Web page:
Either raw or canned, beans provide a lot of fiber. Depending on the type of bean, 1 cup can offer between 7.6 to 19.1 grams of fiber. Add beans to dishes instead of meat for a filling meal. There are many varieties of beans that suit almost any type of dish, including include chickpeas (used in hummus), soybeans (such as edamame), baked beans, lentils, and refried beans.
Strawberries, blueberries, blackberries, and raspberries all provide a good source of fiber. Raspberries have the most fiber with 1 cup offering 11 grams of fiber, while strawberries have the lowest amount per serving at 3 grams. Add colorful berries (fresh or frozen) to yogurt, smoothies, ice cream, cereal, or salads.
3. Green Peas
Often considered a starchy vegetable that most people try to avoid, a serving (1 cup) of frozen peas has 8.8 grams of fiber. No longer feel guilty about eating this starchy vegetable and instead add it to your meals to help you feel fuller longer.
4. Canned Pumpkin
With 7 grams of fiber in a 1 cup serving, canned pumpkin gives you an excuse to have a slice of pumpkin pie during the holiday season. Just remember that it is the pumpkin, not the pie, which provides a good source of fiber.
5. Whole Grain Pasta
A cup of whole-wheat noodles - like spaghetti noodles - provides 6.3 grams per serving. You must find packages labeled as "whole grain" or "whole wheat." If you are unsure, read the ingredients label and make sure the first ingredient listed includes the word "whole." Add 1 cup of tomato paste to your sauce, and you just increased the fiber content by 10 grams.
6. Whole Wheat Flour and Cornmeal
These are both excellent sources of fiber that you can incorporate into your baking recipes. One cup of whole wheat flour provides 12.8 grams of fiber, and 1 of yellow cornmeal provides 9.8 grams of fiber. When your recipe calls for white flour, try to substitute at least 1/3 of the amount with whole wheat flour to provide a source of fiber. Try baking homemade cornbread from scratch to get the extra fiber from cornmeal. For other sources of high fiber grains, find foods made with barley, bulgur, oat bran, or buckwheat.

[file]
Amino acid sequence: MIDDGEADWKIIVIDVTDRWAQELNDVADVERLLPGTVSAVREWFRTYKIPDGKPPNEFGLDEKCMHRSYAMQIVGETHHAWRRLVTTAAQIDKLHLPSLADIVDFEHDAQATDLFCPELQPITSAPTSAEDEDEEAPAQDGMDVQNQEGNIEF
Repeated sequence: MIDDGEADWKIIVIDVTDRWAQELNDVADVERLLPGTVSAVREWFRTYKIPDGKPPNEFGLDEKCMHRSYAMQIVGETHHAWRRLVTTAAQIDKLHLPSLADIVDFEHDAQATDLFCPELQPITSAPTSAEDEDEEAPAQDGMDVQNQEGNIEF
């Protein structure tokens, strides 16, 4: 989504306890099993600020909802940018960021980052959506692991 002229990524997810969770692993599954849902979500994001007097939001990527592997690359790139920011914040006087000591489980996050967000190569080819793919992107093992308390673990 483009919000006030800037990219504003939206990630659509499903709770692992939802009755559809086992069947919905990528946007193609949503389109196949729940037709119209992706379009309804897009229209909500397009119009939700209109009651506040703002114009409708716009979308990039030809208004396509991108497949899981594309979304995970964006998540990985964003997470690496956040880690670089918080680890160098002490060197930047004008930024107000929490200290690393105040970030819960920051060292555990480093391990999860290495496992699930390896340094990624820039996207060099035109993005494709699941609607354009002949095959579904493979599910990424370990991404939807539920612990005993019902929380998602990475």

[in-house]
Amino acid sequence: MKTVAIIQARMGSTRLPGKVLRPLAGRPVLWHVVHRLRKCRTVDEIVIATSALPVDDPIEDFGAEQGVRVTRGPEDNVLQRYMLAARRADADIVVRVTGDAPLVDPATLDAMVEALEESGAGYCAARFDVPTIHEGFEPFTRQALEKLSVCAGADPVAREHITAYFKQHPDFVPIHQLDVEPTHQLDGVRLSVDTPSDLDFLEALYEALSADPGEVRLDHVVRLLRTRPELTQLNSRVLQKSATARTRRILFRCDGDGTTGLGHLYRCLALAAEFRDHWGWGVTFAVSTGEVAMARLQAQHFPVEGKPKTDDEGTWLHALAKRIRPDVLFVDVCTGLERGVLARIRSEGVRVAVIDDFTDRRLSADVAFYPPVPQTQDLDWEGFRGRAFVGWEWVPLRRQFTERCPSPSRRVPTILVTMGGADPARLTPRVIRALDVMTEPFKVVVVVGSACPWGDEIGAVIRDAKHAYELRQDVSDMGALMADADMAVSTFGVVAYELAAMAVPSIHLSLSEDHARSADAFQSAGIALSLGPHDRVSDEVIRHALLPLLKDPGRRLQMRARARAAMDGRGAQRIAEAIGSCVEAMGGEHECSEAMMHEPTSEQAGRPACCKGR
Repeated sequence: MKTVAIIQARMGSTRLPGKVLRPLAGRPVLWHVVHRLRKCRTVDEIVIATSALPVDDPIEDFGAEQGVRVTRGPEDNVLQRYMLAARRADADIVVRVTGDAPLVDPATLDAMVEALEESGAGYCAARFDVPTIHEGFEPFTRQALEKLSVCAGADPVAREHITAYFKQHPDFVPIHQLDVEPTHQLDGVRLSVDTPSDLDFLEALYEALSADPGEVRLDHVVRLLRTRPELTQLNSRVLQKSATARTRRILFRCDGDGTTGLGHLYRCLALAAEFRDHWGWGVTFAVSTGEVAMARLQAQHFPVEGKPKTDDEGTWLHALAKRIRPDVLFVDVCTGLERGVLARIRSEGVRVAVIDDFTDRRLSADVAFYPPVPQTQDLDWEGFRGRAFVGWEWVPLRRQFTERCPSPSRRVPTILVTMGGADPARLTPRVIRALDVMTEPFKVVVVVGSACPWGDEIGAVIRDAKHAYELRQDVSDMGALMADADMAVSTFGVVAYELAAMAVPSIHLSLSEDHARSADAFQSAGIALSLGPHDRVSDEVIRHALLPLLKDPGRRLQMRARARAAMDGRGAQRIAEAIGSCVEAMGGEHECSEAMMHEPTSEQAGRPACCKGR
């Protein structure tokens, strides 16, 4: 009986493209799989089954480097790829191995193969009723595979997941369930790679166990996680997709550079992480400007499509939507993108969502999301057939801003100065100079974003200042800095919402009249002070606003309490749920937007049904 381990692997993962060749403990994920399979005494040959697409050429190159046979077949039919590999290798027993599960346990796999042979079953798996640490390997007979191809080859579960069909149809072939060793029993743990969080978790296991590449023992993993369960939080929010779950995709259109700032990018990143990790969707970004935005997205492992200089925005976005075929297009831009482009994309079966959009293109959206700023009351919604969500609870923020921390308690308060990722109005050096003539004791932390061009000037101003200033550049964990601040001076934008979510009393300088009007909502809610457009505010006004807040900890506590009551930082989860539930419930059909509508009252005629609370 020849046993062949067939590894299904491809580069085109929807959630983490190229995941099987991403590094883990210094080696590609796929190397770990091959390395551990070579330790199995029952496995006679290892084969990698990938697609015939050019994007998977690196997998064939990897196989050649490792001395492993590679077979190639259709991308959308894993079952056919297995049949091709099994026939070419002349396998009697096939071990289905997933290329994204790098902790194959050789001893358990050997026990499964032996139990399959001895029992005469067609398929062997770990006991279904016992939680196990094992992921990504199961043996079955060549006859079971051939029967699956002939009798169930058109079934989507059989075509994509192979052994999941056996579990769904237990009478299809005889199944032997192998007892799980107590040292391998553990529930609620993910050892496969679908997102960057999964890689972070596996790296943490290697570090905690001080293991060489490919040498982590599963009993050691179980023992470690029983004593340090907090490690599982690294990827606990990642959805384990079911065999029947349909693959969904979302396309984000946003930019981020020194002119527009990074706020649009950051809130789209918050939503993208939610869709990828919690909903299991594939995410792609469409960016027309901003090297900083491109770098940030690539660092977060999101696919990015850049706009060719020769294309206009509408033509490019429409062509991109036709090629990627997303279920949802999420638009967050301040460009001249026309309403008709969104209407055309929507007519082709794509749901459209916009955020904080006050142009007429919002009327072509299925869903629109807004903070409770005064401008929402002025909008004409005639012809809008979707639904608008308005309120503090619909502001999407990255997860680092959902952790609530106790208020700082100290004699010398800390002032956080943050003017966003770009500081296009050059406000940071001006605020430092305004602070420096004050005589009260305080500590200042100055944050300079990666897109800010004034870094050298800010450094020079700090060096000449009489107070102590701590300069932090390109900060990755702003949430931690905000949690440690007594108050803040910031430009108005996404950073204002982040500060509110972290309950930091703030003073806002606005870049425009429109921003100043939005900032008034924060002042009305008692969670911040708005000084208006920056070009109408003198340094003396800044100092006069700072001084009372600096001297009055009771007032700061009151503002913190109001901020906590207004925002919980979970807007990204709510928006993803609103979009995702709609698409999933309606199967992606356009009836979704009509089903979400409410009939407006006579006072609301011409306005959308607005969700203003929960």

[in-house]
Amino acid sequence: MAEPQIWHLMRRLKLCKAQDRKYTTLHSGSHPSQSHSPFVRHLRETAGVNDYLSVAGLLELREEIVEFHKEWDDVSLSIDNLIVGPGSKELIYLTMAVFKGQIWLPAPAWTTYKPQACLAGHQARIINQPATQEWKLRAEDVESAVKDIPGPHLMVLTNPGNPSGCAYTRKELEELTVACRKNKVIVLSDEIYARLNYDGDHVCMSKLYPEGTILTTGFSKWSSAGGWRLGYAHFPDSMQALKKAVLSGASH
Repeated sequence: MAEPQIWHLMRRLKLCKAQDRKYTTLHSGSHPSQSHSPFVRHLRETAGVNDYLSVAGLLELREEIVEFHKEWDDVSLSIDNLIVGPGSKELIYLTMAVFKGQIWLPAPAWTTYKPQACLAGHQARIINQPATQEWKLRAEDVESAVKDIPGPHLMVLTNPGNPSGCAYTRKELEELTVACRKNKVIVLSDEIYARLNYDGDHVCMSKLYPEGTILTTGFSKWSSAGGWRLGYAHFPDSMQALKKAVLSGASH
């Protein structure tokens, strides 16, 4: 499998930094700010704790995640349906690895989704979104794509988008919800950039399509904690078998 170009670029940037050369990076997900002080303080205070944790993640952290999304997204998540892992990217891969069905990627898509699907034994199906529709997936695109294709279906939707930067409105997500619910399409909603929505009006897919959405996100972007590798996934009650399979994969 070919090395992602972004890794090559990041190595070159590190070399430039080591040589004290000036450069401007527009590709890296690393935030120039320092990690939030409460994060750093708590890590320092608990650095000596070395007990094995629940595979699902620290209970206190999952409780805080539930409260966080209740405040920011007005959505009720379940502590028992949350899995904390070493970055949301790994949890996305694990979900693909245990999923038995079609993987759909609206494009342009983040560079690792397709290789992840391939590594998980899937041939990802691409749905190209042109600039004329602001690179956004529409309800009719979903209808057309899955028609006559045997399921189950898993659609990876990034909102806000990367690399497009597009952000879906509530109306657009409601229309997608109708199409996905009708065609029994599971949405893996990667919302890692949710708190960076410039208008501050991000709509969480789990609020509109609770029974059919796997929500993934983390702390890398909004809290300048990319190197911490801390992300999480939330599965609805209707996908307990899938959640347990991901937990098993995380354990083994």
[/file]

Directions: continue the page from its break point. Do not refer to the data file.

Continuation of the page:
If these foods do not fit your taste palette, just remember that all fruits and vegetables provide a good low-fat source of vitamins and minerals, with some offering more fiber than others. Your favorite cereal may also be high in fiber; check the Nutrition Facts label for fiber for the %Daily Value column (%DV). If the fiber content is greater than 20%, you've got a good source. Incorporating fiber into your diet will help you lead a healthier life.
Rhea Li is a Registered Dietitian who received her Bachelor's degree in Nutrition and Master's degree in Public Health from the University of Texas. She has a special interest in working with children and has received her certification in pediatric weight management. Currently, she is working on a research study to determine the importance of nutrition in pediatric cancer patients. In the past, she has worked with pregnant women and their children. In her spare time, she enjoys being with family, exercising, traveling and of course, eating. To contact Rhea, please visit dazzlingdietitian.blogspot.com or her Twitter account, Rhea_Li.
If you talk to any health nut, you will hear that fiber is a key ingredient in keeping your weight under control while keeping your digestive system regular. Studies have also shown that fiber can help prevent heart disease and diabetes. Most people need at least 20 grams of fiber per day, but depending on your age and gender, you may need up to 35 grams per day.
While you may have heard that good sources of fiber come from fruit with skin, green leafy vegetables, and whole grains, there are other sources of fiber that may surprise you.